The Martial Arts Museum offers stun rings

BURBANK, Calif. — A stun ring is a device Joe Bagtas is learning to use for the first time, something he hopes will scare off all attackers.

“You never know where you’re going to be and even as a warning shot, maybe just run away,” he said.

What do you want to know

  • The Martial Arts History Museum is in Burbank
  • The museum received 5,000 stun rings from an anonymous donor
  • Each person who received a ring was also trained in the use of the device
  • In California, any adult can have one, unless they have been convicted of a felony, assault, or are addicted to a narcotic.

Bagtas is one of the people who attended an event at the Burbank Martial Arts History Museum and received a free finger stun device. Each person who received one was also trained in its use.

The museum received 5,000 rings from an anonymous donor to help protect individuals from Asian hate crimes. In California, any adult can have one, unless they have been convicted of a felony, assault, or are addicted to a narcotic.

“I heard about it on Instagram and Facebook and thought it was an event to empower all Asians because we are going through a lot right now, especially our seniors,” Bagtas said.

According to the Center for the Study of Hate and Extremism at California State University, San Bernardino, hate crimes against Asians in the city of Los Angeles increased by 71% between 2020 and 2021.

Michelle Manu is a mixed martial artist who has helped train people to use the device.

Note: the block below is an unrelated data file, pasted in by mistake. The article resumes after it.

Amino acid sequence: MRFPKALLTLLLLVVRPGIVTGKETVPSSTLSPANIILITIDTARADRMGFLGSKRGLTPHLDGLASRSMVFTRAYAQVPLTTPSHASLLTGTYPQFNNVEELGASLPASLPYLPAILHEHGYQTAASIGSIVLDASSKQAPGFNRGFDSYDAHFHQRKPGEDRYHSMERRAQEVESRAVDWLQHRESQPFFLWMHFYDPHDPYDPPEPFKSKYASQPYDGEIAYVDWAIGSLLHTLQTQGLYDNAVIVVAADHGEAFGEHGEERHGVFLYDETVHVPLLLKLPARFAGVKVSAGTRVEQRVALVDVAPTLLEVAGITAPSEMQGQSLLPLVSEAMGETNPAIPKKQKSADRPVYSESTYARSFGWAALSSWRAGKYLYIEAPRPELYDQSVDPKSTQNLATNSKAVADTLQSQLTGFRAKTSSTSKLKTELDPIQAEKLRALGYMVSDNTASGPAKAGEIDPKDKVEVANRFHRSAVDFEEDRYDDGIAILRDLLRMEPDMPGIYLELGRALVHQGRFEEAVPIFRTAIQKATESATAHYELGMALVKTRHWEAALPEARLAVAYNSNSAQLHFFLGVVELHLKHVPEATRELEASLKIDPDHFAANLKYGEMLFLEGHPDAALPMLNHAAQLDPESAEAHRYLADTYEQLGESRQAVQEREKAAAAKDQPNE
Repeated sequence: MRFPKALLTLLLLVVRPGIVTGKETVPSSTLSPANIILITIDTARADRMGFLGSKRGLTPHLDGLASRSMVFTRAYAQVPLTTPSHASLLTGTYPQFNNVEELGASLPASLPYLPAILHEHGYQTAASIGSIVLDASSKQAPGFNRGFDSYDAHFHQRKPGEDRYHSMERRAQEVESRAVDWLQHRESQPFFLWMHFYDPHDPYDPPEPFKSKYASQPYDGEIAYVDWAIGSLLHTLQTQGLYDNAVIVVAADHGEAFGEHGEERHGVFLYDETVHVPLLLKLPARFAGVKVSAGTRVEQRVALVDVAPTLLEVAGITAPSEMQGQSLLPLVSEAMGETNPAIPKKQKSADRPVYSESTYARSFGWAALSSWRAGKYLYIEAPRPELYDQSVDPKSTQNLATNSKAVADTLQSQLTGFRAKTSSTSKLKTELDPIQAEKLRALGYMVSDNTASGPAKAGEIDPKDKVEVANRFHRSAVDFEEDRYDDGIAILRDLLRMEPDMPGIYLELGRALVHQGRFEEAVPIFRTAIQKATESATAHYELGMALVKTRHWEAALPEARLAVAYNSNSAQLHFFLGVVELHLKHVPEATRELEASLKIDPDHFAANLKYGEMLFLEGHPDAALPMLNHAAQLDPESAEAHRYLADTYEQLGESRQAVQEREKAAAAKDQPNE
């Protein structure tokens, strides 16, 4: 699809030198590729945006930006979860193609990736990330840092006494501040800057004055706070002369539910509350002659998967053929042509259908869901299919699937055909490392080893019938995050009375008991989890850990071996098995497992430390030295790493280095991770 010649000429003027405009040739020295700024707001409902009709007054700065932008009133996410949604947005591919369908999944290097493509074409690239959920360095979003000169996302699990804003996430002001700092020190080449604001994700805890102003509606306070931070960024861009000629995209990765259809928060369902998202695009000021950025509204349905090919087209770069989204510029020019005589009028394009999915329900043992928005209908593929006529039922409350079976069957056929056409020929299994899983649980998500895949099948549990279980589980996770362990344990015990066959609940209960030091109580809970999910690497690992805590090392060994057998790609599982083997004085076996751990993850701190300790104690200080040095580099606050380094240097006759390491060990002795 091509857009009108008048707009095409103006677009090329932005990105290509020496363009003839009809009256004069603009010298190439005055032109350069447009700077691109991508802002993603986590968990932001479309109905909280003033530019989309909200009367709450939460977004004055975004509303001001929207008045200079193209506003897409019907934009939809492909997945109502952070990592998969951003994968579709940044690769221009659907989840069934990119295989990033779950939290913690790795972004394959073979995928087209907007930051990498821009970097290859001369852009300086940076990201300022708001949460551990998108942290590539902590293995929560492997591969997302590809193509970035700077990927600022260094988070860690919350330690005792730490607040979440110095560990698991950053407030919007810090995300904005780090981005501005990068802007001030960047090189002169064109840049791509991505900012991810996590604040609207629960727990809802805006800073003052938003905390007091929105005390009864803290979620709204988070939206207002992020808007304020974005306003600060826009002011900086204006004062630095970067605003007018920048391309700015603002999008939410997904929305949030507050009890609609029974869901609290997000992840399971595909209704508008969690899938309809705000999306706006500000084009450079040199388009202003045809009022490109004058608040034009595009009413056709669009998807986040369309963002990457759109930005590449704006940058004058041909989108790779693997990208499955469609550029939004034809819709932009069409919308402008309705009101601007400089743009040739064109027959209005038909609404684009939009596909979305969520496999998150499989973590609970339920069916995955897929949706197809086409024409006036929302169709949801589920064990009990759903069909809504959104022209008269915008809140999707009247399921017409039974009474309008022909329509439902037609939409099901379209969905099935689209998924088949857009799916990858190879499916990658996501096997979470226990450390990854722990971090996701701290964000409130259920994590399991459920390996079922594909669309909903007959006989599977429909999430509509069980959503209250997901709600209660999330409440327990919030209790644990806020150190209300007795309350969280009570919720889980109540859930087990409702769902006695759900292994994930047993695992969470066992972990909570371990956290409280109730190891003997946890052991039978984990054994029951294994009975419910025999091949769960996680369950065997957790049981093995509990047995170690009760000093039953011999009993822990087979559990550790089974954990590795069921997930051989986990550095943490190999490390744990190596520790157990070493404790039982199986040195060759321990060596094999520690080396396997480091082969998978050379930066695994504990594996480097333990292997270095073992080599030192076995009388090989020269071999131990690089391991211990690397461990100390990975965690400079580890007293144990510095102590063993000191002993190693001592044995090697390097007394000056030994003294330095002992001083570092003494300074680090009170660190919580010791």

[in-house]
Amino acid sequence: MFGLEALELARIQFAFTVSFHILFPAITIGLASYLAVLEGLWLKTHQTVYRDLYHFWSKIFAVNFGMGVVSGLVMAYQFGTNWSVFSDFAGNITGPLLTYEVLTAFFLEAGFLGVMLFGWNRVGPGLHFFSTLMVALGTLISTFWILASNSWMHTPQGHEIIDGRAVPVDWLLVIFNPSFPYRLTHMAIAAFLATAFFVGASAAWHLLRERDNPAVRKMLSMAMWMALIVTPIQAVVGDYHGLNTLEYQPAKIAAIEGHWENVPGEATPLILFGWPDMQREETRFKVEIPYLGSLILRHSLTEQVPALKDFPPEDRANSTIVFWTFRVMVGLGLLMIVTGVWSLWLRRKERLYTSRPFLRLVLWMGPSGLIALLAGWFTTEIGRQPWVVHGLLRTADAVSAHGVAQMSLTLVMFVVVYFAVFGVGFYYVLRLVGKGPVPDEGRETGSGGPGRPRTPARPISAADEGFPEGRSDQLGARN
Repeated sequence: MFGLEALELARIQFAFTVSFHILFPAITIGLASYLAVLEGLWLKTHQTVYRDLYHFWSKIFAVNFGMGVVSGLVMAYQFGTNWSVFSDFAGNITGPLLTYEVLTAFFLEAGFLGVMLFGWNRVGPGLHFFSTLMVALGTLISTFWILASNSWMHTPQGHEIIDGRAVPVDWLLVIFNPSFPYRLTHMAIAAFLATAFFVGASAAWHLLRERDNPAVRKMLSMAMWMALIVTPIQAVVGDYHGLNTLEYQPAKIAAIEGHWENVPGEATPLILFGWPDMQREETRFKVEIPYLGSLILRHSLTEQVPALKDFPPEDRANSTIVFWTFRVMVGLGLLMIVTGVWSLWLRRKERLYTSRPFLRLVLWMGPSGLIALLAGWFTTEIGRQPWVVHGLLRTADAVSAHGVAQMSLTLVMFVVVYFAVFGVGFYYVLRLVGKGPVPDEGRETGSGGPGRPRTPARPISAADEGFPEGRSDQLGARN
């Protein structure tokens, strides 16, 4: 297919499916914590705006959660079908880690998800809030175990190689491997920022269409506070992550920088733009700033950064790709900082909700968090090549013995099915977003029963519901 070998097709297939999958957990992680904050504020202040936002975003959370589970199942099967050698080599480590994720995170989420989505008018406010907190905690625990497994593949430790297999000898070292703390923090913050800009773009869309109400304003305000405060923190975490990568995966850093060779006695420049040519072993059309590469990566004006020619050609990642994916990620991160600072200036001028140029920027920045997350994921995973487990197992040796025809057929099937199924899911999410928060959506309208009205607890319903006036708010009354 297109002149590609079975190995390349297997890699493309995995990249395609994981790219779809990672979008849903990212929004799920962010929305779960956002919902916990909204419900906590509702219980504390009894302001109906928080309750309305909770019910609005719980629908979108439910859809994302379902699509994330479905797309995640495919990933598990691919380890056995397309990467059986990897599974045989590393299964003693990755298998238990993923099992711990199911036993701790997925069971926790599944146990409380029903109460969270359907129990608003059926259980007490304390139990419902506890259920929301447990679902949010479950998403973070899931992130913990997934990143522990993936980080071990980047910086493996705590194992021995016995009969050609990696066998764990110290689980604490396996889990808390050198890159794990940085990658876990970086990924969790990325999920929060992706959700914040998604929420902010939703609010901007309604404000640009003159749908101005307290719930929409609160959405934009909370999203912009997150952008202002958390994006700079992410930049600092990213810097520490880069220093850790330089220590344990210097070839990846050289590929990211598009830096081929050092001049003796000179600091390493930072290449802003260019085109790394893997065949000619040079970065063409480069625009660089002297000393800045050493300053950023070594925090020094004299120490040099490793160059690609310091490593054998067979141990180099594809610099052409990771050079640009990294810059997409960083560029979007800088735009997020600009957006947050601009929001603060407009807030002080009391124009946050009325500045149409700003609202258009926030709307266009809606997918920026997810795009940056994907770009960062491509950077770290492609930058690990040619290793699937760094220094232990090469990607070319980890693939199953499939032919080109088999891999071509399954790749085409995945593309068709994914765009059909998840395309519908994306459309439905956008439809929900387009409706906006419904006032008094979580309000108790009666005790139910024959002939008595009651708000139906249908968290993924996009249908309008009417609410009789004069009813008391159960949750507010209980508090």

“I think even the fact that we get together and learn a personal safety device and talk about it really exposes us to it and we don’t feel so alone anymore,” Manu said.

Michael Matsuda is the president and founder of the Martial Arts History Museum. The museum examines different Asian cultures and how it connects to martial arts and its positive impact on American history. He said particularly this month, as Asian American Pacific Islander Heritage Month is celebrated, we also need to look at what is happening within the Asian community and teach people how to protect themselves.

“Asian hatred is continually escalating, more and more, and I think it’s fitting that we do that this month more than any other month to raise awareness of what’s going on,” Matsuda said.

As for Bagtas, he says he has never been abused because of his heritage, but he wishes he could do more for those who have.

“You know you wish you could do more, and I think that’s what they’re doing here, they’re doing more, helping them defend themselves,” he said.

About Carlos V. Mitchell

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